UPDATE: MARCH 2, 2011, 3:05 P.M. ODFW today reports that the yearling female collared last month was found dead yesterday. The carcass is being sent to WSU’s Veterinary Diagnostic Laboratory for an examination, though “no visible indication of foul play or any other cause of death” was seen.
ODFW reported capturing and collaring three more members of the Imnaha Pack in northeast Wallowa County late last month.
There are now five wolves in the large pack wearing functioning collars. A sixth that was captured last winter wandered across the state line into Washington in late January; a collar on the alpha male quit working last spring.
The Imnaha pack roams in an area where ranchers have been having problems with wolves — two bred cows were reportedly killed east of Joseph in late February — and are now stringing electric fence and fladry to keep them away from their stock.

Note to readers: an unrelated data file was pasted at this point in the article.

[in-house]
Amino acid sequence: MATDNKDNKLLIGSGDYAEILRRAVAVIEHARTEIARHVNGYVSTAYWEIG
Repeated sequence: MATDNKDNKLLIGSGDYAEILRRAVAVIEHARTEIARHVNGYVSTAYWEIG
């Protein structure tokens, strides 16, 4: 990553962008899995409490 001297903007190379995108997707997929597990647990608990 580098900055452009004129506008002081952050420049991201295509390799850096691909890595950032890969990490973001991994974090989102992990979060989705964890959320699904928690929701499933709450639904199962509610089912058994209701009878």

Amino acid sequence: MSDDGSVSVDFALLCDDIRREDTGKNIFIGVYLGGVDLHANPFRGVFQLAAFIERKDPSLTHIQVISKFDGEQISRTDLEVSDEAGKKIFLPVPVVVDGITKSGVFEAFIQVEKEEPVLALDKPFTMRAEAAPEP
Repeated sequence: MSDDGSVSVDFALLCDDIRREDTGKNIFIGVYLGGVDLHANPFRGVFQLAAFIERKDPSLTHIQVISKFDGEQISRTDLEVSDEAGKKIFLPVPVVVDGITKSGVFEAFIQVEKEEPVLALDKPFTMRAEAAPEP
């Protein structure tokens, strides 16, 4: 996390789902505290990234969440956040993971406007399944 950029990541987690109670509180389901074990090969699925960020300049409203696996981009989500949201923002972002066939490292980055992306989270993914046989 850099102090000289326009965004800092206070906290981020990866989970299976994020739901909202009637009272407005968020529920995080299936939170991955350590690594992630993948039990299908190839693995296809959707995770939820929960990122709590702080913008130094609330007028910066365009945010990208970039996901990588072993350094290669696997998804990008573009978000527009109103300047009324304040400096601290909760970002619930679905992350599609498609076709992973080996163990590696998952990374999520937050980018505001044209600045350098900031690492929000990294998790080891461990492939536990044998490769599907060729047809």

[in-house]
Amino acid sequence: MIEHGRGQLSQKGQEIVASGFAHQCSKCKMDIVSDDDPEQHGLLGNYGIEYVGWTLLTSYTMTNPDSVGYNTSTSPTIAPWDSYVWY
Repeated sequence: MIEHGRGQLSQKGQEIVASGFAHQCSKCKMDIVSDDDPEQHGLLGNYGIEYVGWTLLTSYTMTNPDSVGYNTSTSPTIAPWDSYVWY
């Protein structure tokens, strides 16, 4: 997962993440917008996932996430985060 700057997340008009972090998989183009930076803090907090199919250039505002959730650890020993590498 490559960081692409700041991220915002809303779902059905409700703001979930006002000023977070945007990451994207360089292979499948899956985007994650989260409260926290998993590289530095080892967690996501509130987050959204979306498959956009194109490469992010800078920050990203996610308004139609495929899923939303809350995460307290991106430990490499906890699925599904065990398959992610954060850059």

ODFW was assisted by the Forest Service and U.S. Fish & Wildlife Service in collaring the yearling male and female and a 2-year-old male. Two were given GPS collars, the other a radio collar.
ODFW says it will continue to try and collar more members of the Imnaha as well as Wenaha Packs this winter.
Wolves in Oregon fall under Endangered Species Act protection. They’re primarily managed by the U.S. Fish and Wildlife Service but ODFW conducts capture and monitoring operations as part of the state’s Wolf Conservation and Management Plan.